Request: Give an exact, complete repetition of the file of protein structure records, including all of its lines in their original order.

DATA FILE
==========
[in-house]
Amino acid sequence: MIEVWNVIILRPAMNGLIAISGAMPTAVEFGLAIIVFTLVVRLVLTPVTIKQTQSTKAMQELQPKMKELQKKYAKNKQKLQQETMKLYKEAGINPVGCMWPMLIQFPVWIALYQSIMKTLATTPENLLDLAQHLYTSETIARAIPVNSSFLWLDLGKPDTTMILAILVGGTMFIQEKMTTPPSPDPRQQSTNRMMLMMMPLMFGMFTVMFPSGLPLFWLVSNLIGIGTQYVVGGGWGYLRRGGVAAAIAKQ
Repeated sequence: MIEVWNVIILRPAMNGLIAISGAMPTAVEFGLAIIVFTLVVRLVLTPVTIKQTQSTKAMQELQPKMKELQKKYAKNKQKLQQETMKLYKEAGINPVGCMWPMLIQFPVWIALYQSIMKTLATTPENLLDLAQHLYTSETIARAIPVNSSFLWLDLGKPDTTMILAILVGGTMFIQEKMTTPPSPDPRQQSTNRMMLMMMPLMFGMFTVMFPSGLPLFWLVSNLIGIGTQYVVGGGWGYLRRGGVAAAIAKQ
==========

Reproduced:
[in-house]
Amino acid sequence: MIEVWNVIILRPAMNGLIAISGAMPTAVEFGLAIIVFTLVVRLVLTPVTIKQTQSTKAMQELQPKMKELQKKYAKNKQKLQQETMKLYKEAGINPVGCMWPMLIQFPVWIALYQSIMKTLATTPENLLDLAQHLYTSETIARAIPVNSSFLWLDLGKPDTTMILAILVGGTMFIQEKMTTPPSPDPRQQSTNRMMLMMMPLMFGMFTVMFPSGLPLFWLVSNLIGIGTQYVVGGGWGYLRRGGVAAAIAKQ
Repeated sequence: MIEVWNVIILRPAMNGLIAISGAMPTAVEFGLAIIVFTLVVRLVLTPVTIKQTQSTKAMQELQPKMKELQKKYAKNKQKLQQETMKLYKEAGINPVGCMWPMLIQFPVWIALYQSIMKTLATTPENLLDLAQHLYTSETIARAIPVNSSFLWLDLGKPDTTMILAILVGGTMFIQEKMTTPPSPDPRQQSTNRMMLMMMPLMFGMFTVMFPSGLPLFWLVSNLIGIGTQYVVGGGWGYLRRGGVAAAIAKQ